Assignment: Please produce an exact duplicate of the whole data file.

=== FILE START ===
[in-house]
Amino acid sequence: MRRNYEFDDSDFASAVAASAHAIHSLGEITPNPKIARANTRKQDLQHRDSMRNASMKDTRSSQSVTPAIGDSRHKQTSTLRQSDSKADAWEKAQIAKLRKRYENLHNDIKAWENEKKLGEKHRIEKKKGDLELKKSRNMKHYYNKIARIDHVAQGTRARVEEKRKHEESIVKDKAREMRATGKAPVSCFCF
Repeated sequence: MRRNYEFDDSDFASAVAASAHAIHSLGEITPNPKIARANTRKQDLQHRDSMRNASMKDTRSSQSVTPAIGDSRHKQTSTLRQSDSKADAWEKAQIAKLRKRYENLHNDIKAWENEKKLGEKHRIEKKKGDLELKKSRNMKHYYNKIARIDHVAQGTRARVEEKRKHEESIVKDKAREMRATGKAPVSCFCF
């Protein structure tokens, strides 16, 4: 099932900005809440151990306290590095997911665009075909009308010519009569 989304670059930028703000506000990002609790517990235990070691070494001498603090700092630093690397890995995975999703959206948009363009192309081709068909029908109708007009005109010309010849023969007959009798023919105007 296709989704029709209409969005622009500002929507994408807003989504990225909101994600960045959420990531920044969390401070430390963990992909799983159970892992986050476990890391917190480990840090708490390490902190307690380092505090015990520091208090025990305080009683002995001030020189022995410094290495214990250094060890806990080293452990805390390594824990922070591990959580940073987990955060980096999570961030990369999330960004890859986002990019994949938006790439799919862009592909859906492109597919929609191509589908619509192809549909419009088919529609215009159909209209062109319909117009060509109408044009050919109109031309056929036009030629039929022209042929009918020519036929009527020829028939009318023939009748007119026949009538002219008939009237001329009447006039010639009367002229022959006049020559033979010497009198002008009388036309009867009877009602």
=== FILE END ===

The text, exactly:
[in-house]
Amino acid sequence: MRRNYEFDDSDFASAVAASAHAIHSLGEITPNPKIARANTRKQDLQHRDSMRNASMKDTRSSQSVTPAIGDSRHKQTSTLRQSDSKADAWEKAQIAKLRKRYENLHNDIKAWENEKKLGEKHRIEKKKGDLELKKSRNMKHYYNKIARIDHVAQGTRARVEEKRKHEESIVKDKAREMRATGKAPVSCFCF
Repeated sequence: MRRNYEFDDSDFASAVAASAHAIHSLGEITPNPKIARANTRKQDLQHRDSMRNASMKDTRSSQSVTPAIGDSRHKQTSTLRQSDSKADAWEKAQIAKLRKRYENLHNDIKAWENEKKLGEKHRIEKKKGDLELKKSRNMKHYYNKIARIDHVAQGTRARVEEKRKHEESIVKDKAREMRATGKAPVSCFCF
């Protein structure tokens, strides 16, 4: 099932900005809440151990306290590095997911665009075909009308010519009569 989304670059930028703000506000990002609790517990235990070691070494001498603090700092630093690397890995995975999703959206948009363009192309081709068909029908109708007009005109010309010849023969007959009798023919105007 296709989704029709209409969005622009500002929507994408807003989504990225909101994600960045959420990531920044969390401070430390963990992909799983159970892992986050476990890391917190480990840090708490390490902190307690380092505090015990520091208090025990305080009683002995001030020189022995410094290495214990250094060890806990080293452990805390390594824990922070591990959580940073987990955060980096999570961030990369999330960004890859986002990019994949938006790439799919862009592909859906492109597919929609191509589908619509192809549909419009088919529609215009159909209209062109319909117009060509109408044009050919109109031309056929036009030629039929022209042929009918020519036929009527020829028939009318023939009748007119026949009538002219008939009237001329009447006039010639009367002229022959006049020559033979010497009198002008009388036309009867009877009602």